Takata bankruptcy means air bag victims get less

Xavier Trudeau
Juin 20, 2017

Takata announced back in February it was holding negotiations to sell its business to Key Safety Systems based in Detroit, Michigan, which is owned by a company based in China. The supplier is expected to seek protection in its home country first, with its USA subsidiary filing for Chapter 11 bankruptcy shortly thereafter, a person familiar with the matter said last week. A Takata steering committee has recommended Key Safety as the preferred bidder for the manufacturer of faulty air bag inflators linked to at least 17 deaths worldwide. Tens of millions of airbags have been replaced since 2008 until now.

In a statement late Friday, Takata said that "all options are being considered" for its restructuring and that "no decision of any kind has been made". The company was awaiting the final proposal from the outside panel set up to oversee its restructuring, and would make a decision quickly once it received the proposal, it said.

The Japanese company became famous for manufacturing airbags with defects.

Takata might be getting nearer to its end.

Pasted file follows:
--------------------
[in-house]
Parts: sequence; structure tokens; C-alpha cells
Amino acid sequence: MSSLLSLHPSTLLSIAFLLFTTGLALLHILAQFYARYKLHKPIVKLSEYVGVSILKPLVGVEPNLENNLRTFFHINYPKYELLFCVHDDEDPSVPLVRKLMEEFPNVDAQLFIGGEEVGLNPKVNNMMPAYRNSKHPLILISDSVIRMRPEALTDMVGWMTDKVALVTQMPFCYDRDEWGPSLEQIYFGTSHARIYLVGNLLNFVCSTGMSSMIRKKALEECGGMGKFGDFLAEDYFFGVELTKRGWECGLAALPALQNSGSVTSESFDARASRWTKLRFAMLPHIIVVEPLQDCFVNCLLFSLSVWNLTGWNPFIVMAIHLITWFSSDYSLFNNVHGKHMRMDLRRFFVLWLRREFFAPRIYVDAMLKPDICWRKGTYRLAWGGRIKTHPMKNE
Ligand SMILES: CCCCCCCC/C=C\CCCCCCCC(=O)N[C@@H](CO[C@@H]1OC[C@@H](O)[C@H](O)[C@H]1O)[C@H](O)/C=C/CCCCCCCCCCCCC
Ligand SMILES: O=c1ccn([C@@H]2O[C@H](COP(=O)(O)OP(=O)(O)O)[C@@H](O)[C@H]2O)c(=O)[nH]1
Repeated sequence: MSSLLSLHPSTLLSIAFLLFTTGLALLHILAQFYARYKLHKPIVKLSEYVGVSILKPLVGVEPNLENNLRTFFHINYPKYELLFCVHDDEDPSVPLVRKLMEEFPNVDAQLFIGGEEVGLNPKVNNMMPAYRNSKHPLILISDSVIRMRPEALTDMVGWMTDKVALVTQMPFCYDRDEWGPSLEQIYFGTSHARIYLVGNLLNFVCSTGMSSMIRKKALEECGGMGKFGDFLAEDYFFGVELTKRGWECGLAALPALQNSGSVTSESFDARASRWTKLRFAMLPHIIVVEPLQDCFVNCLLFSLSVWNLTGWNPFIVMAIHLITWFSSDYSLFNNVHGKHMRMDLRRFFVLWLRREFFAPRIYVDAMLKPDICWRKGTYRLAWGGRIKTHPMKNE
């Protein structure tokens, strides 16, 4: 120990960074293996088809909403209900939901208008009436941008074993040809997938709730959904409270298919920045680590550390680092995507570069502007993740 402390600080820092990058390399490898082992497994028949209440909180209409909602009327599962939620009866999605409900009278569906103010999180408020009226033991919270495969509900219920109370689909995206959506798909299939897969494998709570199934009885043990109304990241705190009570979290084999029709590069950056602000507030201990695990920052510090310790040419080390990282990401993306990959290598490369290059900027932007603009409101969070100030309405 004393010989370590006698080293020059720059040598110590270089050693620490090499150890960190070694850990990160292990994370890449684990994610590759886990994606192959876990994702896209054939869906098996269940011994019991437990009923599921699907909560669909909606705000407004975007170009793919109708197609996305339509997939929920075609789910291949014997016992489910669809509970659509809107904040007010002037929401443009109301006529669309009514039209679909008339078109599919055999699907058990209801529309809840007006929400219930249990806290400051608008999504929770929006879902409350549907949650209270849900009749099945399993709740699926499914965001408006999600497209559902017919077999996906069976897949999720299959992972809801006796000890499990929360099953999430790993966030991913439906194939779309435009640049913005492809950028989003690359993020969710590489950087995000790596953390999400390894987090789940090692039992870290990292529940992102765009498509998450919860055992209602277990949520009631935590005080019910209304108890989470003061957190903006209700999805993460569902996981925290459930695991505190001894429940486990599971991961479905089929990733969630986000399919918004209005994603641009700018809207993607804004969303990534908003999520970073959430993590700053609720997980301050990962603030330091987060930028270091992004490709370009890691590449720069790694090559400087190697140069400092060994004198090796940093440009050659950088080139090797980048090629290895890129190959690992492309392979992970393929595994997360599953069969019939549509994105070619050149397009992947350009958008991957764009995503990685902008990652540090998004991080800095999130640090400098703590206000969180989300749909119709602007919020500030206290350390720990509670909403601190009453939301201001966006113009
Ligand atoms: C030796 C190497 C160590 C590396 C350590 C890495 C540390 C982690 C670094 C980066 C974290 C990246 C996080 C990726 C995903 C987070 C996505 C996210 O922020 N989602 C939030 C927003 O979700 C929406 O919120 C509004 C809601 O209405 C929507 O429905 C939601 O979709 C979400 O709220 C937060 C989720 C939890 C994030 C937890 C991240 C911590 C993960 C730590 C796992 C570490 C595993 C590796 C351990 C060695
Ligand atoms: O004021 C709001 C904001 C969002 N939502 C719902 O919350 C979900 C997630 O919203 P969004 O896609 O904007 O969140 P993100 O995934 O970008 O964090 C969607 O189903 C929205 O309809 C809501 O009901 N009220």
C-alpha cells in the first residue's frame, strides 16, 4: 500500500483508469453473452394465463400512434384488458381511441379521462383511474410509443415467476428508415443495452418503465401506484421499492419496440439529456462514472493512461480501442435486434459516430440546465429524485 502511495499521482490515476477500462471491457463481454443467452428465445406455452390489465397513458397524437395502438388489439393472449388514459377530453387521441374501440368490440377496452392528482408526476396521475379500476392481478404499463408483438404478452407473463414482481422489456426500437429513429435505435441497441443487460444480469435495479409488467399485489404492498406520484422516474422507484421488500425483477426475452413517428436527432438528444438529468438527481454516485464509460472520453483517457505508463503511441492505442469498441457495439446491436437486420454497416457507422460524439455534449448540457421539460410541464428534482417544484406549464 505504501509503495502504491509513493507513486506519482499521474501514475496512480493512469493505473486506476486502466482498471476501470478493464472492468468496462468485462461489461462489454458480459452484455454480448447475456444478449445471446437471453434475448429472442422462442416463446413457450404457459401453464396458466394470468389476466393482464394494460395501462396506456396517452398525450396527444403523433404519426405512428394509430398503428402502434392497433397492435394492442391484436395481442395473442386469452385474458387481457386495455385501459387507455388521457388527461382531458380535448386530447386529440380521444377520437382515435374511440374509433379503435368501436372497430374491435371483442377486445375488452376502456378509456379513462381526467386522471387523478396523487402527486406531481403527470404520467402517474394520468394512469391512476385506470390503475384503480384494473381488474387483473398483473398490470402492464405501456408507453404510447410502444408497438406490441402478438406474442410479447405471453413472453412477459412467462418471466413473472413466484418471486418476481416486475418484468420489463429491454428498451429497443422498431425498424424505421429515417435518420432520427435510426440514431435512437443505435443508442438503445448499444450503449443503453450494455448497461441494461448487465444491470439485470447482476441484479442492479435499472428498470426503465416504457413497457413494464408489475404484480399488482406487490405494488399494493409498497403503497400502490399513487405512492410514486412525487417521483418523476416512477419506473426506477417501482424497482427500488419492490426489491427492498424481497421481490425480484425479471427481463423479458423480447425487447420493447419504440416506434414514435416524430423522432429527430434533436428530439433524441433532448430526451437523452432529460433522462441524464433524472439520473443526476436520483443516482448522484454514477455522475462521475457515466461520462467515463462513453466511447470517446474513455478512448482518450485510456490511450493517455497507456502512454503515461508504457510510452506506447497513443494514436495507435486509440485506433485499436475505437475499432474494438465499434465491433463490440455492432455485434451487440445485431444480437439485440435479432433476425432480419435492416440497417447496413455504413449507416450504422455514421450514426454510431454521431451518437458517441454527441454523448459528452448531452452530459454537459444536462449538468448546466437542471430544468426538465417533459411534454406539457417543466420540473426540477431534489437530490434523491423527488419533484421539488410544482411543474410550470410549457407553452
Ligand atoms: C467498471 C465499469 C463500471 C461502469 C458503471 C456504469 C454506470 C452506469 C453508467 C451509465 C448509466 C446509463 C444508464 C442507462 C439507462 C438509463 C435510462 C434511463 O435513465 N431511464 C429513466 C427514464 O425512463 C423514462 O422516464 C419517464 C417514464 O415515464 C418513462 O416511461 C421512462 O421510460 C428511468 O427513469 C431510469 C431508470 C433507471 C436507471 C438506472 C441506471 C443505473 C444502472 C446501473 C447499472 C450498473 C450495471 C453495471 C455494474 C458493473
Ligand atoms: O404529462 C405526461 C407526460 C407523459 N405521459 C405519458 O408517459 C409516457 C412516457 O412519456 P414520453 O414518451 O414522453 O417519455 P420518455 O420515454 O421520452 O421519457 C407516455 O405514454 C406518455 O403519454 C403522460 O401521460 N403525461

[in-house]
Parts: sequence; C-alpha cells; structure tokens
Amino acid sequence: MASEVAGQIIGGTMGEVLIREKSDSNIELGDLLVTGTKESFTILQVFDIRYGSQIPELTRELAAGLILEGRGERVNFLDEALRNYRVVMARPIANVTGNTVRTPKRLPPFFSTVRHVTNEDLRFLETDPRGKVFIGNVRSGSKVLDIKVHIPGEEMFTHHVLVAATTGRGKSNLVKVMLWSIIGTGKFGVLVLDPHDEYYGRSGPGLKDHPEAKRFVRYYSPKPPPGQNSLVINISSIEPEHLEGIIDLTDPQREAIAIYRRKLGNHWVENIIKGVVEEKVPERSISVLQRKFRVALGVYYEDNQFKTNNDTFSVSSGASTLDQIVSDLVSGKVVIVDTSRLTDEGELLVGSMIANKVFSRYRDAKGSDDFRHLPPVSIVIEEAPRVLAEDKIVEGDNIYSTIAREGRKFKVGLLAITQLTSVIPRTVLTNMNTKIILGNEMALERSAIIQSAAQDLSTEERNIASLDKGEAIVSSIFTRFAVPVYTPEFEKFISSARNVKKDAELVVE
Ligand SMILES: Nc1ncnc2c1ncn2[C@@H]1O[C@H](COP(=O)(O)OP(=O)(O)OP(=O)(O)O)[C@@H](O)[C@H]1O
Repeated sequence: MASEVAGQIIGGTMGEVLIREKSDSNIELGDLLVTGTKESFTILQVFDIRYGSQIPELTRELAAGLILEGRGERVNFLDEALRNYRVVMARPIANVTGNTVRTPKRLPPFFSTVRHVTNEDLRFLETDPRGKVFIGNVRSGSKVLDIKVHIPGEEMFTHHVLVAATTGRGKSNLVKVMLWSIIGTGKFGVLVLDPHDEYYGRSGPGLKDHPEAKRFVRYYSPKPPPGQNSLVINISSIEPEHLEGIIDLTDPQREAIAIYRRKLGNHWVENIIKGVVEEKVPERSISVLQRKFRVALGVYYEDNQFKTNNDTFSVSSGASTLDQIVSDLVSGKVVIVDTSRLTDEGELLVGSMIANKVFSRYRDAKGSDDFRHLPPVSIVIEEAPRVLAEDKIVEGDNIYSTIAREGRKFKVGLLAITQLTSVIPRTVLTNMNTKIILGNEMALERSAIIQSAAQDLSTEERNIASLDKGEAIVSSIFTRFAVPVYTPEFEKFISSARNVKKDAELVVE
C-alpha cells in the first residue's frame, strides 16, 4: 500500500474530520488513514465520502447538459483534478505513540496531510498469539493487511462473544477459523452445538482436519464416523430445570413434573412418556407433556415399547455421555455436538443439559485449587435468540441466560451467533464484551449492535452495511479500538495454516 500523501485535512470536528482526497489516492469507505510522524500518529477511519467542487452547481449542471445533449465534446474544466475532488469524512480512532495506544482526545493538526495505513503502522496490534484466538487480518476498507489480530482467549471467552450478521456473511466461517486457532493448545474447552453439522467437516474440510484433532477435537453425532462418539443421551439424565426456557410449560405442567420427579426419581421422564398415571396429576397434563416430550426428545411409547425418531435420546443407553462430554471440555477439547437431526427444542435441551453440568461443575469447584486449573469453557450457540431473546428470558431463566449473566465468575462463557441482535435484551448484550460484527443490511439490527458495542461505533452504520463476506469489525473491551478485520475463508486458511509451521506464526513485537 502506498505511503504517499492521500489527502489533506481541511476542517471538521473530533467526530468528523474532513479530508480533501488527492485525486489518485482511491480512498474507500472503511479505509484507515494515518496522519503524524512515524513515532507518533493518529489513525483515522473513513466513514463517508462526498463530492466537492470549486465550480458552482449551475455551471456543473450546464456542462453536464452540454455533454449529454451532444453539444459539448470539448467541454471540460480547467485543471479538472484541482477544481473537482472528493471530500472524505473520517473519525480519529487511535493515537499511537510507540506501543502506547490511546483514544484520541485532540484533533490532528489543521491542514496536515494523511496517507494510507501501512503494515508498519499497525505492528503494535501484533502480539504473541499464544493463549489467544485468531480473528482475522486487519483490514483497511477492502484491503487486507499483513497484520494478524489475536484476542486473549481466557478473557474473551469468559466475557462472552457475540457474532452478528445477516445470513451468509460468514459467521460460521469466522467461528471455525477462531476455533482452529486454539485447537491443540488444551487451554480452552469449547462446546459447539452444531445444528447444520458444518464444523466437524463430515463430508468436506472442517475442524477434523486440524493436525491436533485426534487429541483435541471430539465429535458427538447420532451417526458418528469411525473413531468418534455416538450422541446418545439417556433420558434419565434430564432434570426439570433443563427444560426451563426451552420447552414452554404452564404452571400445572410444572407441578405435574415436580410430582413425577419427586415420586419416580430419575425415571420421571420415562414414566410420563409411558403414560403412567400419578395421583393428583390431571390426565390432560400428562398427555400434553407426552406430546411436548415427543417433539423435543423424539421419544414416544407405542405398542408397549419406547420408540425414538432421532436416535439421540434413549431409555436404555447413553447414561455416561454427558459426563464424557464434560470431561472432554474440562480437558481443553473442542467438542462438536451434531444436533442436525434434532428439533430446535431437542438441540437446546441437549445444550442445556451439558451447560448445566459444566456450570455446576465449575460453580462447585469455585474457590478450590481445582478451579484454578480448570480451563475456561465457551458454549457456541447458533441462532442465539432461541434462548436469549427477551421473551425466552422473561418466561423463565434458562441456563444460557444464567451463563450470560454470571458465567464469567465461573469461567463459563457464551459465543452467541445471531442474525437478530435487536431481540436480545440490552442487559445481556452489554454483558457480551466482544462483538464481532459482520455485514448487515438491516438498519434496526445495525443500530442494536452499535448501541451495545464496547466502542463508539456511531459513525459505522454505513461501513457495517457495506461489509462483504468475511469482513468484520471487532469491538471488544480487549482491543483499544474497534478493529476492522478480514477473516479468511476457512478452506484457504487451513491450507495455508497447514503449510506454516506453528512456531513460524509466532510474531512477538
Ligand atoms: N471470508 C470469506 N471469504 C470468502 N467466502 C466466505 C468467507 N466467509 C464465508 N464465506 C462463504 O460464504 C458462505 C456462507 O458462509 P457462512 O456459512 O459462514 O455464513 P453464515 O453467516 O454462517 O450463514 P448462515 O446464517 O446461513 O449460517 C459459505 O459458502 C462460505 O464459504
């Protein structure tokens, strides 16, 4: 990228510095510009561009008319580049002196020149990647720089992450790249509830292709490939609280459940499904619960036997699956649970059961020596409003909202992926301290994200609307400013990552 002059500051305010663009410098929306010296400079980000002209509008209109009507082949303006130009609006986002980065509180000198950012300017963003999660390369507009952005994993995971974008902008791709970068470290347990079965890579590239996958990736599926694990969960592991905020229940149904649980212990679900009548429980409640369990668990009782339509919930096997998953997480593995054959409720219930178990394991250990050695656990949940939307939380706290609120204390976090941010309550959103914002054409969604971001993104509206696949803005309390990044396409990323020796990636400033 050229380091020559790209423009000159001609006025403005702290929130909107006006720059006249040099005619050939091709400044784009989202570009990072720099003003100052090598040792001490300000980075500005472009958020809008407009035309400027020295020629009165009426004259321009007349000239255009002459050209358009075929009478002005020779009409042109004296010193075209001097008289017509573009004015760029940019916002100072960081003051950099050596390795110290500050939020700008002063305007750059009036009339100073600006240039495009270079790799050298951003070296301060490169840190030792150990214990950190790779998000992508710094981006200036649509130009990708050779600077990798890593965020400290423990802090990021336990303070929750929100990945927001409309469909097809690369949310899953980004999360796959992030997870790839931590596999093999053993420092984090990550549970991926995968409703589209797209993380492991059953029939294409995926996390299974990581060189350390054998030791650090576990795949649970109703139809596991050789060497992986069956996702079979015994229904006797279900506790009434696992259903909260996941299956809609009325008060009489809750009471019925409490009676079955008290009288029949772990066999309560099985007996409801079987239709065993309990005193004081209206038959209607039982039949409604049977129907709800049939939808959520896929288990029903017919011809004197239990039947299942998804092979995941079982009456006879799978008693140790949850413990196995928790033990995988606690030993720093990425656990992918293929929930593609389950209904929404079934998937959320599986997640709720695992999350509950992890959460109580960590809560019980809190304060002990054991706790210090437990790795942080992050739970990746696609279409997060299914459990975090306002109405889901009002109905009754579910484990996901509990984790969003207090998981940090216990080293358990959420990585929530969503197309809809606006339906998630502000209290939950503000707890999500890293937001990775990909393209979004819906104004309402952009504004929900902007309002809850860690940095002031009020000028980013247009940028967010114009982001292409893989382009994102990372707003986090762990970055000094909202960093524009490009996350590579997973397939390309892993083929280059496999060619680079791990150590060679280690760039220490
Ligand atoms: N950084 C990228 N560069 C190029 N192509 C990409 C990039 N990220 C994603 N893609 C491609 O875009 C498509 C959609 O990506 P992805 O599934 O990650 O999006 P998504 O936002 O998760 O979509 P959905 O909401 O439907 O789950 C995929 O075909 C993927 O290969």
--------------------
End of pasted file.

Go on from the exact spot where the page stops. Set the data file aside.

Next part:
The supplier's airbag inflators use a propellant that can be rendered unstable after long-term exposure to heat and humidity, leading them to rupture and spray deadly metal shards at vehicle occupants.

As this crisis has grown, Takata has attempted to figure out how to survive and keep supplying the replacement parts to the carmakers affected, such as Toyota and Honda.

The stock was suspended Friday in response to the reports, which said the troubled company plans to file for bankruptcy protection as soon as this week.

The sale to Key Safety of the company's business operations would then take place following the filing.

Automakers that have used Takata's air bags still need an uninterrupted supply of parts to replace air bags in markets around the world.

Honda CEO Takahiro Hachigo said at a media briefing on Friday that the auto maker had not heard any specifics about the Takata bankruptcy plan. "We have told the third-party committee to make sure to prioritize parts procurement".

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